In an amendment to the state budget, Ohio Republicans recently advanced a measure that could have a serious chilling effect on Ohio’s public universities, depriving them of up to $272 million in annual tuition payments for efforts made to help students vote. The amendment makes out-of-state students eligible for in-state tuition if an institution issues a letter or utility bill to serve as proof of address for voting.
By law, individuals are eligible to register and vote after they have lived at their address for 30 days. But it can take much longer for an out-of-state student to be considered an Ohio resident for tuition purposes. Colleges typically require students to remain in Ohio for at least 12 months without support from out of state before becoming eligible for in-state tuition. For this reason, the budget measure could effectively deprive Ohio universities of four years or more of nonresident tuition currently charged to those students.
When voting, Ohio voters must show a valid driver’s license or proof of the street address at which they are registered. For students living in dorms, phone and bank statements are typically mailed to a P.O. box. For this reason, many institutions issue letters or zero-balance utility statements that can be taken to the polls to confirm a student’s address.
Forcing Ohio’s public universities to charge in-state tuition to all students would deprive them of a major source of additional revenue. In the wake of $250 million in cuts to higher education support in the last budget, Ohio’s public universities can hardly afford to eliminate the out-of-state surcharge without making significant cuts or increasing tuition to make up the difference.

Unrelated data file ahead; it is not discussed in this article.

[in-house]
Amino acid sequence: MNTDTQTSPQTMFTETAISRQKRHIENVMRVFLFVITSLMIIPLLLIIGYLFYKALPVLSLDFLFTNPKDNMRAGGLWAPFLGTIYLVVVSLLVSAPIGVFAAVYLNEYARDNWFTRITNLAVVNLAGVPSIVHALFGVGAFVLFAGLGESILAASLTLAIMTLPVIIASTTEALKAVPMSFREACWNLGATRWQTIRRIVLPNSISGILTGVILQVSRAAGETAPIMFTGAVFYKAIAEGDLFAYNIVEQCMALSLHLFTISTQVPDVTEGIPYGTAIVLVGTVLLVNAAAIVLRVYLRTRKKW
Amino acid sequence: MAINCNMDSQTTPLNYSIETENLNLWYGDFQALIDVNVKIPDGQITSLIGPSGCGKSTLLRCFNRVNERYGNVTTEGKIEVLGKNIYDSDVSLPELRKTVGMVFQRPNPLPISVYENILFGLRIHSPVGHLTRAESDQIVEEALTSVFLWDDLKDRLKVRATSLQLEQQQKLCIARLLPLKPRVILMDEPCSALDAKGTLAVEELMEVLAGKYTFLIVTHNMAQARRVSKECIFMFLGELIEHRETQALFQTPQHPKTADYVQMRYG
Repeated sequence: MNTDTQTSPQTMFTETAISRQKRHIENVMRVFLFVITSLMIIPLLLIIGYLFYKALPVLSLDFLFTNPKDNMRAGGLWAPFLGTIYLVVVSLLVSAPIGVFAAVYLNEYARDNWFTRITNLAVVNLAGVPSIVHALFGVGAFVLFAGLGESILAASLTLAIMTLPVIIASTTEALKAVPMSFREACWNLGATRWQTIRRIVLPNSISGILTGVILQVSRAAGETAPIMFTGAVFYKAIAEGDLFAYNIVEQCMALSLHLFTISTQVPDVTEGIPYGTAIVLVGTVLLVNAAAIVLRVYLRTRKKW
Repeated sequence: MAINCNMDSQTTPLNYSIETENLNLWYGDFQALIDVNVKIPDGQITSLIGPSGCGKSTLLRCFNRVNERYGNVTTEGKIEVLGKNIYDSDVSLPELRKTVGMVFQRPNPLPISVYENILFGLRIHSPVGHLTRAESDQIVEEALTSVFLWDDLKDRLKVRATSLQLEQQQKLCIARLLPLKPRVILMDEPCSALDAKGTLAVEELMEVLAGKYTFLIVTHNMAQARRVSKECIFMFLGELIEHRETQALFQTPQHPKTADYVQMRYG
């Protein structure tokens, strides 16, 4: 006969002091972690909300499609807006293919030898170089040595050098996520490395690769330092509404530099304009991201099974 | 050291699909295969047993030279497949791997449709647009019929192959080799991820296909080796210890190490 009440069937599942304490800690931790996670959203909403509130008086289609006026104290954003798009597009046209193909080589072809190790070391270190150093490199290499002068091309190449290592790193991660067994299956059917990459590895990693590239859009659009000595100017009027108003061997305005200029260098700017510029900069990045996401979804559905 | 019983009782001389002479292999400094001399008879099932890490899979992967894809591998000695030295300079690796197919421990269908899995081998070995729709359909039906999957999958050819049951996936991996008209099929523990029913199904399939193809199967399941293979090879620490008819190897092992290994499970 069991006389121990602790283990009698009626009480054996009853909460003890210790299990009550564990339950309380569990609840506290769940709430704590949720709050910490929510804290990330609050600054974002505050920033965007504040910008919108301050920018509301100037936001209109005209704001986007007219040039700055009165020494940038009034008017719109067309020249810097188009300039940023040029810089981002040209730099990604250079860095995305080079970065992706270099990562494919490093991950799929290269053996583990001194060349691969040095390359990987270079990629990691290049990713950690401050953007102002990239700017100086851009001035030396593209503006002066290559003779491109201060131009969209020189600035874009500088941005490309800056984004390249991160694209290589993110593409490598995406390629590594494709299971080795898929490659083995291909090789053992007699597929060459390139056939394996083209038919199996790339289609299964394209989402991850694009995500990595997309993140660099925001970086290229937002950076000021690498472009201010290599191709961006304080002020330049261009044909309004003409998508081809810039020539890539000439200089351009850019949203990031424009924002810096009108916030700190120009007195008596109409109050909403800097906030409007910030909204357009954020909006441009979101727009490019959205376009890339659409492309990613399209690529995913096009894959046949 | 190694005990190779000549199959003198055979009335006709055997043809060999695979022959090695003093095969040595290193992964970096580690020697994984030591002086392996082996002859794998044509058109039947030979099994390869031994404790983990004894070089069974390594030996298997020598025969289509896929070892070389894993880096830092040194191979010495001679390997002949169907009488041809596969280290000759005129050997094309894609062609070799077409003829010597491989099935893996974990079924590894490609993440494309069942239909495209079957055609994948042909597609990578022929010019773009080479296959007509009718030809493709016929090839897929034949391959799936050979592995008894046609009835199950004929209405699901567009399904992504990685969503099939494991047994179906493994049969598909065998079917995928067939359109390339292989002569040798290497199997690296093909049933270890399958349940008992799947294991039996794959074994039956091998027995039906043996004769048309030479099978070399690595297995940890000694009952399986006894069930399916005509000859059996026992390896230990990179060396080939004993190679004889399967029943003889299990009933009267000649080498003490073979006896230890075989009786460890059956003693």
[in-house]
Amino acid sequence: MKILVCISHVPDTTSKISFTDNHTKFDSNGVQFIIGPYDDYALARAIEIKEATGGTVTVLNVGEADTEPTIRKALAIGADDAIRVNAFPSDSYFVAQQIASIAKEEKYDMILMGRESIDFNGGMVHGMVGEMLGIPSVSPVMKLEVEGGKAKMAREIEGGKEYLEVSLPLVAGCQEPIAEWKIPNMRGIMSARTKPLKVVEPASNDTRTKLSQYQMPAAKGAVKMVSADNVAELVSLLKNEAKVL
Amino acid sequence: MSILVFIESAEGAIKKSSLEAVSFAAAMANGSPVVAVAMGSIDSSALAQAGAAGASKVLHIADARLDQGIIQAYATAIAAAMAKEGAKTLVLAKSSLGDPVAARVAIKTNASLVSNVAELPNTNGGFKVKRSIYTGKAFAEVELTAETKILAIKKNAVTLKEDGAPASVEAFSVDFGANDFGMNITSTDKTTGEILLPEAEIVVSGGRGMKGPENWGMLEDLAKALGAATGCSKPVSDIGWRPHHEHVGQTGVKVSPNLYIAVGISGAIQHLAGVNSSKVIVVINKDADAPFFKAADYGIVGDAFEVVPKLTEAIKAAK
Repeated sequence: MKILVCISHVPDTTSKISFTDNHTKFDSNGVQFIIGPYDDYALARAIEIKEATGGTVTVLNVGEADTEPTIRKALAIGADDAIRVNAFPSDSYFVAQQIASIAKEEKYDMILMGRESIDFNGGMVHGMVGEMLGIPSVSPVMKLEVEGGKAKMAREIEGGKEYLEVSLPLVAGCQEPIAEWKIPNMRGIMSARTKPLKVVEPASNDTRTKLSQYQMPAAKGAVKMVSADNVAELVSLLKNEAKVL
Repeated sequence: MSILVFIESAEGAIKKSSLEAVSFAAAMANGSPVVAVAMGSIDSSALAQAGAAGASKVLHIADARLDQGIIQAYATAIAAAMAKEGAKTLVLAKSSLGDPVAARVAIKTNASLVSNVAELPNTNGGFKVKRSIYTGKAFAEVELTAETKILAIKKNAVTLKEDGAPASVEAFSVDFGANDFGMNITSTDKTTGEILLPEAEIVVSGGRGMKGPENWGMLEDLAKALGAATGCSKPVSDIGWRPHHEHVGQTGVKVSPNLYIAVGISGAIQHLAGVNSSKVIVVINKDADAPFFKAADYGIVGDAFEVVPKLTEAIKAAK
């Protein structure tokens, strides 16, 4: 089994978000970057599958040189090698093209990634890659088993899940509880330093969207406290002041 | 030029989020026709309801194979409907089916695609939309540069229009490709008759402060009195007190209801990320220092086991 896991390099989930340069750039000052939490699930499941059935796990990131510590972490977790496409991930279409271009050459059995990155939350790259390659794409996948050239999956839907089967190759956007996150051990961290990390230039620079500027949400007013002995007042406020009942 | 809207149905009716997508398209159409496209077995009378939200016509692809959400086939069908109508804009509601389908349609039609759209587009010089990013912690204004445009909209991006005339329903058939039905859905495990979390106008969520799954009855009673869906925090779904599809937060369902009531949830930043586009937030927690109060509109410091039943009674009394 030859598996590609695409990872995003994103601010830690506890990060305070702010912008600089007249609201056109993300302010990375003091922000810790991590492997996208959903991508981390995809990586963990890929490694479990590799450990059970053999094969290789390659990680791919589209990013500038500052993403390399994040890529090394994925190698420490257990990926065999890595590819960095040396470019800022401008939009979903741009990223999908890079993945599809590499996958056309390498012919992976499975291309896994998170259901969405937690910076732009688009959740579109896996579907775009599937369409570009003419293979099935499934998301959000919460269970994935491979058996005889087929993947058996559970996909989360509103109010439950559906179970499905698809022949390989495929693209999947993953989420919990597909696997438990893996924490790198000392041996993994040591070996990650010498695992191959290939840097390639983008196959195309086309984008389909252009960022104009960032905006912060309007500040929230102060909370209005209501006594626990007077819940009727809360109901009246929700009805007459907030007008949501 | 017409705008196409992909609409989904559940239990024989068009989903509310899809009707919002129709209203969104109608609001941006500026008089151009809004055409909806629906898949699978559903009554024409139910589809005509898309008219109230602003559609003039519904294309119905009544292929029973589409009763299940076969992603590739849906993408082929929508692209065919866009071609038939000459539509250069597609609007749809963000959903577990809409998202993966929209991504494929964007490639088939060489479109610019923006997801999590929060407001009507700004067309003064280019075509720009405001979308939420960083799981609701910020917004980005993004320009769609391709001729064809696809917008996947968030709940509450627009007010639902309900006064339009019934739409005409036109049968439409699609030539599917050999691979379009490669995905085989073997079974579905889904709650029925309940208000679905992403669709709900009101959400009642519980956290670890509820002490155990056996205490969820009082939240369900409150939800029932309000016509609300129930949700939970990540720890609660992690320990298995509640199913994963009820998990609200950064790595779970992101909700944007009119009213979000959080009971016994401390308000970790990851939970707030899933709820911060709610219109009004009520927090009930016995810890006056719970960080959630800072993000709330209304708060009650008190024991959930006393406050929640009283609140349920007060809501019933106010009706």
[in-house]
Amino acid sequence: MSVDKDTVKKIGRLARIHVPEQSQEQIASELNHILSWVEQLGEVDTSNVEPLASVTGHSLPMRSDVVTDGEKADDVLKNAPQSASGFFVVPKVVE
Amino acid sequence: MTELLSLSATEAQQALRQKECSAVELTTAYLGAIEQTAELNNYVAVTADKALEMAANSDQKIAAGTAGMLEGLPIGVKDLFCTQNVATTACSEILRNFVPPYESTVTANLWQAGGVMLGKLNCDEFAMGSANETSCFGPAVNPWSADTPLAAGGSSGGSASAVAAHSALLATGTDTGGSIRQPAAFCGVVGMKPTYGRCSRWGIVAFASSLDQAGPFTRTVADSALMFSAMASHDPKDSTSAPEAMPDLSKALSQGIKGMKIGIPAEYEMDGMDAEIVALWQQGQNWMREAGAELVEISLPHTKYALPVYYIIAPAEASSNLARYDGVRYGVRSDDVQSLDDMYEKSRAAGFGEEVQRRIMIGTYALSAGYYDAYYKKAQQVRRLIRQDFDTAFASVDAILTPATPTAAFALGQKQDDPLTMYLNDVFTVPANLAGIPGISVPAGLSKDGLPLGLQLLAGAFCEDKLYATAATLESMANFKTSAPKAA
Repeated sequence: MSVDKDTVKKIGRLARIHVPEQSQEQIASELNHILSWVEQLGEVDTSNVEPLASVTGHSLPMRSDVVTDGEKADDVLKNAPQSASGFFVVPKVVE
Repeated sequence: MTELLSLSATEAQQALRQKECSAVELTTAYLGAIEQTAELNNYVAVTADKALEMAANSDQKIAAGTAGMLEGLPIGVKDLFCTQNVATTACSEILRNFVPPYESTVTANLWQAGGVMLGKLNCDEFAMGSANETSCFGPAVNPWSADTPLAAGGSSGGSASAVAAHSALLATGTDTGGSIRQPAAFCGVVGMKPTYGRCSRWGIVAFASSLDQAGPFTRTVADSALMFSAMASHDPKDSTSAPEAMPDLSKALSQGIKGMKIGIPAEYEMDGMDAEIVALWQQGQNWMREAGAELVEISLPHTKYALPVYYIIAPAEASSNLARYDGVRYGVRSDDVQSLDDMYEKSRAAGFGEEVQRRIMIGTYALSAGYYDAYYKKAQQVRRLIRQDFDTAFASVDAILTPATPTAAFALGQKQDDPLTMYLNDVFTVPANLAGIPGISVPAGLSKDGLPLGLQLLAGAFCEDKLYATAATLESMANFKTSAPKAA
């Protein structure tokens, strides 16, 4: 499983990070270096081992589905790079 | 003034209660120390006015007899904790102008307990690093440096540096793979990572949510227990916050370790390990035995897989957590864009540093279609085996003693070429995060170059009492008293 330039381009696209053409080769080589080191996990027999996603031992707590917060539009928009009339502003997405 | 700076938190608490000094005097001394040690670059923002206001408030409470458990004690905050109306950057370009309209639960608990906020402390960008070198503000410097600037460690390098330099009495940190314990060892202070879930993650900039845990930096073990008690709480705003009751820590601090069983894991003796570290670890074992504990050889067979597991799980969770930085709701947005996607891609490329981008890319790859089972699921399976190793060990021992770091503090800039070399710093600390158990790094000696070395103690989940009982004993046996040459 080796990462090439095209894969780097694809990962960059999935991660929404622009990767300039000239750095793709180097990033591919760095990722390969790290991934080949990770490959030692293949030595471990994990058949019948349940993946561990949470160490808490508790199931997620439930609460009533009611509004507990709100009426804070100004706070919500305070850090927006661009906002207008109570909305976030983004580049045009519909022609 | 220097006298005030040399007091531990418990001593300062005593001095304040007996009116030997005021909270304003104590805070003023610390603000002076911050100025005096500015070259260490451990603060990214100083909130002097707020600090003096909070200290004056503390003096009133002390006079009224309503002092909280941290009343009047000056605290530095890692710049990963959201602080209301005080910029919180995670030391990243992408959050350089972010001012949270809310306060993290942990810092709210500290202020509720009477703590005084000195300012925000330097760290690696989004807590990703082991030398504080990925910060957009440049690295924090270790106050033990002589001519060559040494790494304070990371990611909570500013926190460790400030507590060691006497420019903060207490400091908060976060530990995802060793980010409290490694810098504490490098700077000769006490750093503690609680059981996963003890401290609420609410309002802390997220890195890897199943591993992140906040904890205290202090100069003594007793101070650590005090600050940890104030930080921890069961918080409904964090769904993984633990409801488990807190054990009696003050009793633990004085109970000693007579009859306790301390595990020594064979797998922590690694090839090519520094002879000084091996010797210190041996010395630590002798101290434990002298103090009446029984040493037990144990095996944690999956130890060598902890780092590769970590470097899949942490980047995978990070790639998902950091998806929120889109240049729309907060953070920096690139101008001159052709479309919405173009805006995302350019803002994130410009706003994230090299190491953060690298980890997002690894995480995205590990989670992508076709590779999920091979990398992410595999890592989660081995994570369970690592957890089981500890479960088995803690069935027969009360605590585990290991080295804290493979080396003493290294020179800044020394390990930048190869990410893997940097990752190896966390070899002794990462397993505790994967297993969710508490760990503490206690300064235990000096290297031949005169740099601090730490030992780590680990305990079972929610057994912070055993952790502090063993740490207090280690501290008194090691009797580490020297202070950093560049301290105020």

Innovation Ohio calculated the potential revenue impact of the amendment to universities. Limiting our analysis to the 13 main four-year campuses, we estimated the number of out-of-state students paying tuition surcharges up to $15,408 per year and found that Ohio’s public four-year universities stand to lose as much as $272 million annually from the change.
The most severe impacts would be expected at Miami and Ohio State, both with a significant number of out of state students and highest out-of-state tuition surcharges. Cleveland State, with its small population of out-of-state students, would see little impact.
The voting rights of approximately 23,500 out-of-state students at Ohio’s four-year public universities are not the only ones at risk. Campuses do not typically distinguish between in-state and out-of-state students when issuing proof of address letters for voting purposes. If colleges stop this practice, students who have relocated within Ohio to attend college but who live in dorms and do not drive could also show up at the polls without any way to prove eligibility to vote.
If Ohio legislators want to make college more affordable for kids relocating to Ohio, they would provide more state funding. This measure is nothing but a cynical attempt to scare public university out of the practice of helping young people exercise their rights to vote.
Methodology: Financial impact was calculated by subtracting the number of Ohio residents and foreign nationals attending each university from Fall 2012 enrollment figures and applying the out-of-state surcharge at each institution. See attached worksheet for all data and sources used.